As Herman Fourie, senior solutions manager of Digital Power South Africa, pointed out, a large reason why Huawei’s able to offer these additional protections to its customers is because of its commitment to high-quality engineering talent wherever it operates.

Beyond engineering he said, “Huawei has baked safety into the aesthetic design of the Fusionsolar Luna 2.0 solution, most notably by excluding features that wear easily, such as buttons and LCD screens. It also offers a full 10-year replacement guarantee on all parts within the system.”

Fourie added that this commitment to engineering and design excellence is visible across the entire Huawei Digital Power product line, including its commercial and industrial (C&I) offerings.

“We offer a wide range of ESS solutions ranging from PowerS to Luna to our Luna 1MW and 2MW blocks,” he said. “These solutions are again based on our modular approach with which we can build up to hundreds of megawatts in our large ESS solutions.”

He added that Huawei’s unique Smart String energy storage solutions, meanwhile, allow for, “independent control of battery packs, more safety, longer life, more usable energy, and simplified operation and maintenance.

As De Wet Englebrecht, an experienced firefighter and CEO of Fire Ops SA, pointed out, this focus on safety is critical as solar PV installations come with fire risks, both from the panels themselves and from the batteries.

“As firefighters, we’ve certainly seen an increase in residential fires in South Africa,” he said. “We are dispatched to between two and four fires on a daily basis. On average, every sixth one of those is solar related.”

The fire suppression on the Luna 2.0 solution, he added, could go a long way in preventing and mitigating these kinds of fires.

“Another statistic that we’ve seen is that usually, these kinds of residential fires happen at 2 or 3 a.m. in the morning when you and your loved ones are fast asleep,” he said. “With the fire suppression system that Huawei has revolutionized the industry with, it actually suppresses the fire within the battery compartment.”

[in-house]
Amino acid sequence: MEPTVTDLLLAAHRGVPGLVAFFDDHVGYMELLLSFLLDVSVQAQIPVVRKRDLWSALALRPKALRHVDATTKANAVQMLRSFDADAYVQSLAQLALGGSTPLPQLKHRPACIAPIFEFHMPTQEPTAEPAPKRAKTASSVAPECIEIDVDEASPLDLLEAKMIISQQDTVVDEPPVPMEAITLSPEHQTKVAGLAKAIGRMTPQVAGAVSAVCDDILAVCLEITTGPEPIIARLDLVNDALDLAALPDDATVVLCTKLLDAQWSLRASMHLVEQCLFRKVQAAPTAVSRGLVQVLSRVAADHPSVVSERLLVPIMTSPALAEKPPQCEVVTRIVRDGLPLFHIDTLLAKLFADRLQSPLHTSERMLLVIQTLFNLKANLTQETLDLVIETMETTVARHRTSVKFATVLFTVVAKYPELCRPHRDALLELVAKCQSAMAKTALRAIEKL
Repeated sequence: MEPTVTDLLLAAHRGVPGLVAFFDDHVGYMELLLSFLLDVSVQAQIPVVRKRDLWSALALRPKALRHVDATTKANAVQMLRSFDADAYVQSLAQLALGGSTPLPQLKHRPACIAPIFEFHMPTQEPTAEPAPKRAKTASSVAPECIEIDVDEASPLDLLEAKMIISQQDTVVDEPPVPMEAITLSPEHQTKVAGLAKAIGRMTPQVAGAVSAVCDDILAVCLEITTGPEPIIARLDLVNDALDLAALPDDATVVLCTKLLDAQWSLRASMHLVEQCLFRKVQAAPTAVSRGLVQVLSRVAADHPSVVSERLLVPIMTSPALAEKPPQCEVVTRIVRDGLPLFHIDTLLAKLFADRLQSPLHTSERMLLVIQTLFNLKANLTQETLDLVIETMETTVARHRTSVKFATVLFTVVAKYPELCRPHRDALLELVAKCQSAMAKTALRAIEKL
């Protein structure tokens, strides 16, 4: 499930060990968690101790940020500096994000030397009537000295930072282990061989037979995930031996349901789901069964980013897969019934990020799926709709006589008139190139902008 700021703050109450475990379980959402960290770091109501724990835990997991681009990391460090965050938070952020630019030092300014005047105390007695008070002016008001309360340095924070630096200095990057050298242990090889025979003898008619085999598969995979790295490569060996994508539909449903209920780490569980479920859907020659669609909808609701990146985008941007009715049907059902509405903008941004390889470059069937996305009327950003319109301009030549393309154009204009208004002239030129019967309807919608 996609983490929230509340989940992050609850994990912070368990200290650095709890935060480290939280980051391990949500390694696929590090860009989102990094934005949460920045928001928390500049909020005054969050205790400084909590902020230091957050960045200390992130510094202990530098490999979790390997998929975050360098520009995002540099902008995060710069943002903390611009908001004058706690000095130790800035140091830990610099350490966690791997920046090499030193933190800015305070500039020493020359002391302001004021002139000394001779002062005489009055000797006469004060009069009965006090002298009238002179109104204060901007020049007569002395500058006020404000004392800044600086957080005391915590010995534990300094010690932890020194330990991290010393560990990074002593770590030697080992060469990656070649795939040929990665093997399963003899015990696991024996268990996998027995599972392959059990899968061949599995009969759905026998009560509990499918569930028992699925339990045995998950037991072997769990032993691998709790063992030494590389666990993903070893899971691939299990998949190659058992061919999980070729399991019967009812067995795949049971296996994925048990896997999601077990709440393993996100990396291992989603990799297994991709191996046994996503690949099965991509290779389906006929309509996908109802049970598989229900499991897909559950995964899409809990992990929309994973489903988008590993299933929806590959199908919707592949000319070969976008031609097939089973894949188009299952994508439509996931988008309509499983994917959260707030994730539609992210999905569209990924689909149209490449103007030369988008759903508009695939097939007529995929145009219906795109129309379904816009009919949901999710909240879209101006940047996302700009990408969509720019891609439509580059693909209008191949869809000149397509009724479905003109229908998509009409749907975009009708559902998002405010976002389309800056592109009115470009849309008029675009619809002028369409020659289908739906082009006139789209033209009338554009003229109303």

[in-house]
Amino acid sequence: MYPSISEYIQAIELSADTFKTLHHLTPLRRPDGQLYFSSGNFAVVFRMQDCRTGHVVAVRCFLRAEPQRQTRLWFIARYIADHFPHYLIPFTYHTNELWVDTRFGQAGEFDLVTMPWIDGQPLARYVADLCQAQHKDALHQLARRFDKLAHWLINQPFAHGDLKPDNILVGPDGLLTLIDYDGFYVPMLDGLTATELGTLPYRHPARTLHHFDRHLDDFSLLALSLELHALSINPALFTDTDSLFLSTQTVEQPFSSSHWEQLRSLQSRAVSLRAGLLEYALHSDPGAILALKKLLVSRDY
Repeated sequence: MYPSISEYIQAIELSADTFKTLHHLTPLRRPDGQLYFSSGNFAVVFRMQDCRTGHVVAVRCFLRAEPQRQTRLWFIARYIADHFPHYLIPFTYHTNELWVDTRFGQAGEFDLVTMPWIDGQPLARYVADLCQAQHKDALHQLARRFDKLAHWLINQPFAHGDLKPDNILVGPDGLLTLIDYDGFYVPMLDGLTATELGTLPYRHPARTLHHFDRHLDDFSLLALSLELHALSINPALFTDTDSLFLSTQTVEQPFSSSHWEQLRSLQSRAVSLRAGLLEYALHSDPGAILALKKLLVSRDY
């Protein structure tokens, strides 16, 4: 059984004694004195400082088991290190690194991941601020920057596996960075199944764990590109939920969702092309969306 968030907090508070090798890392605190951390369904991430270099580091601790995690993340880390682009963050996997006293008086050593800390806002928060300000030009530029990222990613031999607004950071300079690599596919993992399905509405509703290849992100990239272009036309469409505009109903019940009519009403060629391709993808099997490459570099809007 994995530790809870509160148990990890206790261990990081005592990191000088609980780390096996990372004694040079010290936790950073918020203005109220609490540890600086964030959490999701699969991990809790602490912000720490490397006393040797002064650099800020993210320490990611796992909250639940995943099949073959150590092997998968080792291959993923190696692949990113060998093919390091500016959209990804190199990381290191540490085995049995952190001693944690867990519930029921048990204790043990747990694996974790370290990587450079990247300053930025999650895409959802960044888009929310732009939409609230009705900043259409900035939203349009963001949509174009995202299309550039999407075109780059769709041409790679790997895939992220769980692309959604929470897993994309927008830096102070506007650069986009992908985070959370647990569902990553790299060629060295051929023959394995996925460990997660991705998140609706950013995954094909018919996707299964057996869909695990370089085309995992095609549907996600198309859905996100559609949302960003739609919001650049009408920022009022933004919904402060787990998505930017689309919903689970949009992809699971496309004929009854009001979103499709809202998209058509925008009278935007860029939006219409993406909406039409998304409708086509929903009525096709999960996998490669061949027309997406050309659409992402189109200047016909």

In Engelbrecht’s experience, this is unique within the industry. But fire safety isn’t the only issue that comes with energy storage solutions. As Kadri Nassiep, Executive Director (Energy) at City of Cape Town pointed out, they can also cause grid issues. In particular, he said, “the instant charging of inverter batteries when the power comes back on after a period of load shedding can destabilise the grid in secondary trips in the city’s electricity system.

“We’d like to work together with partners like Huawei and others to come up with batteries and inverters that are better designed and allow for more gradual phasing of charging once power is restored.”

According to Charl Gous, CEO of renewable energy specialist Aces Africa, dealers and installers also have a role to play in ensuring that their customers have the best possible solutions for their homes and for the grid.

“One of the biggest problems that we have at the moment is that the South African market has always been driven by price,” he said. “So, what people will do is mix and match a battery with an inverter to try and bring down the price.”

This, he added, comes with significant risks and creates issues of accountability.

“We believe that you have to have one accountable person or company at the end of the day,” he said. “So, when you are selecting a product that you are using, if you have one organisation like Huawei, there is one entity that you are holding responsible. You know that they are providing a product that is tested as a unit and also you know that you have someone to hold accountable over the long run,” concluded Gous.

The Fusionsolar Residential Luna 2.0 Solution will be available to trade partners and installers from March 2024.